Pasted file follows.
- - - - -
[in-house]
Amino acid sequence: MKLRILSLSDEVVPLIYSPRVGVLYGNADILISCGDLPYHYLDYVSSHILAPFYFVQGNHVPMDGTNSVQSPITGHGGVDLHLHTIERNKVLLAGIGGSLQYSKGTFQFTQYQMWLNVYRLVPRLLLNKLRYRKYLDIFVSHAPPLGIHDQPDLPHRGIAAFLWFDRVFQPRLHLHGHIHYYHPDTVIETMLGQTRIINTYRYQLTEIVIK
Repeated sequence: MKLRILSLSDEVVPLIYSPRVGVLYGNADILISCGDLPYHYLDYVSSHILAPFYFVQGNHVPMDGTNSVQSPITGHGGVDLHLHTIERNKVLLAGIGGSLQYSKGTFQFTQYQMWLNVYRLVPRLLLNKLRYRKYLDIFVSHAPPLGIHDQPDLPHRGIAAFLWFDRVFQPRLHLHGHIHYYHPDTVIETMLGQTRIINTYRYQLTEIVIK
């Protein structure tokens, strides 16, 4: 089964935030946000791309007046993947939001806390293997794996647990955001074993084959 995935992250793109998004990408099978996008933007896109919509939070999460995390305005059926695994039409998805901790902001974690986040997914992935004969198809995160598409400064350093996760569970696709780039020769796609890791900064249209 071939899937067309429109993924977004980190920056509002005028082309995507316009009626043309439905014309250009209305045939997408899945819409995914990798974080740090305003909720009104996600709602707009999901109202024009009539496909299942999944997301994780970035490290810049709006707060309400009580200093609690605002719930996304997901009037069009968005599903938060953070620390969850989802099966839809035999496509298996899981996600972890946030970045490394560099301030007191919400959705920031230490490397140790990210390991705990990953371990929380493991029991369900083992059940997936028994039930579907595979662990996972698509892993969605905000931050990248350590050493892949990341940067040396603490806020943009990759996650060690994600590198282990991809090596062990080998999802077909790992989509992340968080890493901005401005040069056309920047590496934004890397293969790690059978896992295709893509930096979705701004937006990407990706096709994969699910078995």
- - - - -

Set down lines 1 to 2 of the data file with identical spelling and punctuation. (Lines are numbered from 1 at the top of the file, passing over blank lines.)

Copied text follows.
[in-house]
Amino acid sequence: MKLRILSLSDEVVPLIYSPRVGVLYGNADILISCGDLPYHYLDYVSSHILAPFYFVQGNHVPMDGTNSVQSPITGHGGVDLHLHTIERNKVLLAGIGGSLQYSKGTFQFTQYQMWLNVYRLVPRLLLNKLRYRKYLDIFVSHAPPLGIHDQPDLPHRGIAAFLWFDRVFQPRLHLHGHIHYYHPDTVIETMLGQTRIINTYRYQLTEIVIK